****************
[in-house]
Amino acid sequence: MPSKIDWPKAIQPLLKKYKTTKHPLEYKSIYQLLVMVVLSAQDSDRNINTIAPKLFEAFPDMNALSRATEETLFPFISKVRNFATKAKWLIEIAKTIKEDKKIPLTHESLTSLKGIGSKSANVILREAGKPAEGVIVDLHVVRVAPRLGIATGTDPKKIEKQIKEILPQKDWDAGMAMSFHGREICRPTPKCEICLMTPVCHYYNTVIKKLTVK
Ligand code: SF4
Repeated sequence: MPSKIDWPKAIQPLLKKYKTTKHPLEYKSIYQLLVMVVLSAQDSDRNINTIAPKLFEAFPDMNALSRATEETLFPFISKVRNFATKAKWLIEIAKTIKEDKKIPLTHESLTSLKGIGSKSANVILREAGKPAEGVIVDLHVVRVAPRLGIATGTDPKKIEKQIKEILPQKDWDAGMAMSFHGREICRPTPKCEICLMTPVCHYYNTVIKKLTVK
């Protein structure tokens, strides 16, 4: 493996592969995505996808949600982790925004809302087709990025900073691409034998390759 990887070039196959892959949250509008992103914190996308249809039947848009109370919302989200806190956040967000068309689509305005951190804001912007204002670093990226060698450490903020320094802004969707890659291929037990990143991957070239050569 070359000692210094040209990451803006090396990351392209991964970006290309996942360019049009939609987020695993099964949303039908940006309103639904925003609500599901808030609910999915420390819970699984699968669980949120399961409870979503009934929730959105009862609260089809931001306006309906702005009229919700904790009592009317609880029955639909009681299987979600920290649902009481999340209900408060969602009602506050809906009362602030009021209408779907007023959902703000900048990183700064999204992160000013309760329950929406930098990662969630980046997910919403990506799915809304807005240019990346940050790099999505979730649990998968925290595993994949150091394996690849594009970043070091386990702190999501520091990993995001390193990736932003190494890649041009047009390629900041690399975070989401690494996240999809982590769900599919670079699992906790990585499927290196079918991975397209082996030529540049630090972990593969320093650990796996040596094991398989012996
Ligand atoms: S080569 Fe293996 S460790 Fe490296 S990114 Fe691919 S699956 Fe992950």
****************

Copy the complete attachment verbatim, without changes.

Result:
[in-house]
Amino acid sequence: MPSKIDWPKAIQPLLKKYKTTKHPLEYKSIYQLLVMVVLSAQDSDRNINTIAPKLFEAFPDMNALSRATEETLFPFISKVRNFATKAKWLIEIAKTIKEDKKIPLTHESLTSLKGIGSKSANVILREAGKPAEGVIVDLHVVRVAPRLGIATGTDPKKIEKQIKEILPQKDWDAGMAMSFHGREICRPTPKCEICLMTPVCHYYNTVIKKLTVK
Ligand code: SF4
Repeated sequence: MPSKIDWPKAIQPLLKKYKTTKHPLEYKSIYQLLVMVVLSAQDSDRNINTIAPKLFEAFPDMNALSRATEETLFPFISKVRNFATKAKWLIEIAKTIKEDKKIPLTHESLTSLKGIGSKSANVILREAGKPAEGVIVDLHVVRVAPRLGIATGTDPKKIEKQIKEILPQKDWDAGMAMSFHGREICRPTPKCEICLMTPVCHYYNTVIKKLTVK
């Protein structure tokens, strides 16, 4: 493996592969995505996808949600982790925004809302087709990025900073691409034998390759 990887070039196959892959949250509008992103914190996308249809039947848009109370919302989200806190956040967000068309689509305005951190804001912007204002670093990226060698450490903020320094802004969707890659291929037990990143991957070239050569 070359000692210094040209990451803006090396990351392209991964970006290309996942360019049009939609987020695993099964949303039908940006309103639904925003609500599901808030609910999915420390819970699984699968669980949120399961409870979503009934929730959105009862609260089809931001306006309906702005009229919700904790009592009317609880029955639909009681299987979600920290649902009481999340209900408060969602009602506050809906009362602030009021209408779907007023959902703000900048990183700064999204992160000013309760329950929406930098990662969630980046997910919403990506799915809304807005240019990346940050790099999505979730649990998968925290595993994949150091394996690849594009970043070091386990702190999501520091990993995001390193990736932003190494890649041009047009390629900041690399975070989401690494996240999809982590769900599919670079699992906790990585499927290196079918991975397209082996030529540049630090972990593969320093650990796996040596094991398989012996
Ligand atoms: S080569 Fe293996 S460790 Fe490296 S990114 Fe691919 S699956 Fe992950």